View Full Article
  • Sun Aug 14 2016

    Watch out, mosquitoes: These guys have a blast spraying you with pesticide

    [VIDEO] The man in the tan flight suit arrived just before dawn, the sound of his footsteps muffled by the rubber soles of his Sperry boat shoes. He entered the hangar, green coffee cup in hand, and headed toward the mechanic. “No socks today, I see,” the mechanic said to him. “You know I don’t like to wear socks when I fly,” Russ Appleton replied. Appleton, chief pilot for Beaufort County Mosquito Control, proceeded to joke with the agency’s aircraft mechanic, Gary Davy. The men stood in front of the sleek airplane Davy had just finished inspecting. The OV-10 Bronco had a la...

    View Full Article
  • Thu Aug 11 2016

    Insects sting camp kids; three hospitalized

    [VIDEO] A dozen children on a day camp visit to Rockwood Park were were stung by some sort of hornet Wednesday morning. 8/10/16

    View Full Article
  • Thu Aug 11 2016

    UPDATE: Pest control company removes hive after man stung 200 times

    [VIDEO] LATEST: Neighbors are saying the bees are gone but they are worried the bees will return. Delcon Pest Control confirmed they went into the home this past weekend and took care of the bees. A pest control company went into the attic of the home this past weekend and killed the last of the bees and removed the hive. UPDATE: Bees are still a problem in a neighborhood more than 24 hours after an exterminator was swarmed and stung a hundred times. Bees are still swarming the home near Fort Apache and Russell roads, and some neighbors say the bees are still trying to attack pe...

    View Full Article
  • Wed Aug 10 2016

    EPA Approves SenesTech's Humane Pest Control for Rodent Population through Fertility Control

    ContraPest targets the reproductive capabilities of both sexes, inducing egg loss in female rodents and impairing sperm development in males. "ContraPest® has the ability to revolutionize how we control rodent pest populations in the United States by focusing on the root cause of the problem - reproduction," commented Dr. Loretta Mayer, CEO of SenesTech. "Municipalities are perpetually faced with the constant harm caused by rodent overpopulation, including the transmission of diseases, damage to public infrastructure, as well as destruction and contamination of food supplies. ContraPest®...

    View Full Article
  • Tue Aug 9 2016

    Abell Pest Control Lures New Recruits with Pokémon Go

    "There are a lot of similarities between the virtual world of Pokemon Go and pest control, including searching, tracking, using lures and pheromones," said Sara Cromwell, Human Resources Manager at Abell Pest Control. "This popular gaming app was a great way for us to reach out to potential applicants who may have the qualities we're looking for." Abell, a company known for its tracking prowess, is hiring candidates who are keen to apply the same tenacity to searching out and capturing pests as they are to snaring the virtual Pokemon. "It was a fun, creative approach to recruitment th...

    View Full Article
  • Tue Aug 9 2016

    Almost All Lice Are Now Resistant to Over-the-Counter Treatment

    The red dots on the map show lice samples with total resistance, on average, to over-the-counter treatments. The orange dots show populations of lice with about half of the three genetic mutations related to rMore The vast majority of head lice in the United States are now resistant to most over-the-counter treatments, meaning that it's now especially difficult to vanquish the tiny blood-sucking parasites, a new study finds. Researchers found that head lice (Pediculus humanus capitis) in 42 of the 48 states studied carry an average of three genetic mutations that make these bugs imper...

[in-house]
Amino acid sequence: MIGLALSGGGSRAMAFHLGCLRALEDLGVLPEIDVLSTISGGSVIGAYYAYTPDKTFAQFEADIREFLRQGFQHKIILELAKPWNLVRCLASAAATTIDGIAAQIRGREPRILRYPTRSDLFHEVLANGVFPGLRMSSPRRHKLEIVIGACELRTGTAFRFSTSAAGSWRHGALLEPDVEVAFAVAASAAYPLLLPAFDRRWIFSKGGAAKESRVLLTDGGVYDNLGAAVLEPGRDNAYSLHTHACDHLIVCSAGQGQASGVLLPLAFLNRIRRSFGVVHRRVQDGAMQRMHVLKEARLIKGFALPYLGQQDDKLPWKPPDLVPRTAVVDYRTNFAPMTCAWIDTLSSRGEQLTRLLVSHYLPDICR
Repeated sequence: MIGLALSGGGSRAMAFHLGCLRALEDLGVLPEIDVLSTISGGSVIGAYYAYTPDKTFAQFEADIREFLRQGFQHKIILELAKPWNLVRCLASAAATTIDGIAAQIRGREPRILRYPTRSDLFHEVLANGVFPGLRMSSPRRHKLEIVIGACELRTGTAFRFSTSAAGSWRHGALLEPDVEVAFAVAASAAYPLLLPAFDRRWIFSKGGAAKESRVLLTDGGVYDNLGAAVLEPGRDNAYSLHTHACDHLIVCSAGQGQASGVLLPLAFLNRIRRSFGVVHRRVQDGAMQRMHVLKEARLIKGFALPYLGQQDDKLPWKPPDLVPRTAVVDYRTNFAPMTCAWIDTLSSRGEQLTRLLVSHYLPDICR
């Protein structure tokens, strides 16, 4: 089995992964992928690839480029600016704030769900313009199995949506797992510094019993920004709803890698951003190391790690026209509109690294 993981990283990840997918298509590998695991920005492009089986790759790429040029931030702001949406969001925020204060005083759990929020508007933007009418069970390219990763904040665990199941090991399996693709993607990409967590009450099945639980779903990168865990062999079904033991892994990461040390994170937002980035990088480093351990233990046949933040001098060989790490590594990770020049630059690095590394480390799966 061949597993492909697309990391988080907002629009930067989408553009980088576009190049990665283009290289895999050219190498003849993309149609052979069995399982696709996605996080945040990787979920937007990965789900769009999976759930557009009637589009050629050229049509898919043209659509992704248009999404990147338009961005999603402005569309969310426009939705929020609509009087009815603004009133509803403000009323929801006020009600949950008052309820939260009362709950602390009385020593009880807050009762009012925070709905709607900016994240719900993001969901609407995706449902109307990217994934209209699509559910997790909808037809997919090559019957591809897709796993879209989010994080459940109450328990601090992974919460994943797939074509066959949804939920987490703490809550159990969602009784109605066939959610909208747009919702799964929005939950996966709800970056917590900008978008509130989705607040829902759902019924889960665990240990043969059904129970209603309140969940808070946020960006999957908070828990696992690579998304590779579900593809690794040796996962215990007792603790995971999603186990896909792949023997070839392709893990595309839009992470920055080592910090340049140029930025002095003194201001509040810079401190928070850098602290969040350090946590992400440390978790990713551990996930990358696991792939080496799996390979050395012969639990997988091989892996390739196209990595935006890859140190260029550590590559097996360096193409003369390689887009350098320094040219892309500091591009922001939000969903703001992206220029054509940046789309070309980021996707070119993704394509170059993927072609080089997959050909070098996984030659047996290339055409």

View Full Article
  • Tue Aug 9 2016

    Get Up & Grow: Insect repellent can harm your lawn

    Doing yardwork this time of the year comes with its many challenges. Working through heat and humidity, and dealing with insects such as mosquitoes and chiggers, are just some of the challenges the Minnetrista grounds crew and gardeners face each day. Working smarter and drinking plenty of water are ways to survive the heat. The use of a good insect repellent works wonders for keeping insects at bay. But something else became more evident this week. When we solve one problem, oftentimes we bring about another problem, and the use of insect repellent is an example of that. Let me ex...

    View Full Article
  • Sun Aug 7 2016

    FDA OKs first GM mosquito trial in U.S. but hurdles remain

    FDA OK'S GM TEST The first test release of GM mosquitoes in the United States (adult males grown from larvae like these) will probably have no significant impact on the environment in Key Haven, Fla., the U.S. Food and Drug Administration has announced. ~~ Oxitec For the first time in the United States, free-flying genetically modified mosquitoes have federal approval to take wing in Florida. But when, and if, that will happen is still up in the air. Local officials will make the final decision — possibly not until after the November elections. The World Health Organization has recogn...

    View Full Article
  • Sat Aug 6 2016

    'A horror house': Port Union woman takes matters into own hands after bat infestation

    A Port Union woman says her comfortable home became a "horror house" after bats moved into the attic, and she had to get rid of the nocturnal pests herself because she couldn't afford to pay an exterminator. Barb Humby discovered the bats in mid-July after she returned home from working at the Bull Arm construction site in Trinity Bay. "I was hearing noises. First, I thought it might be just siding cracking and that but then after I heard noises up in my attic so I figured it was a squirrel," she told CBC's On the Go on Friday. Humby called her brother, who went up with a flashligh...

    View Full Article
  • Fri Aug 5 2016

    Ukiah Unified School District apologizes about handling of cockroach problem

    Anyone who has visited Ukiah High School during lunch breaks has seen how quickly hundreds of teenagers can fill the common areas with food containers, wrappers and scraps. And with so much food available to them on a daily basis, it likely comes as no surprise to anyone familiar with cockroaches that the campus has struggled with an infestation of the pests for the last few years. “An empty can, an apple core, a dropped French fry or even a spilled drink can all represent life-sustaining food sources to many roaches,” explained Gabe Sherman, the director of Maintenance, Operations an...

    View Full Article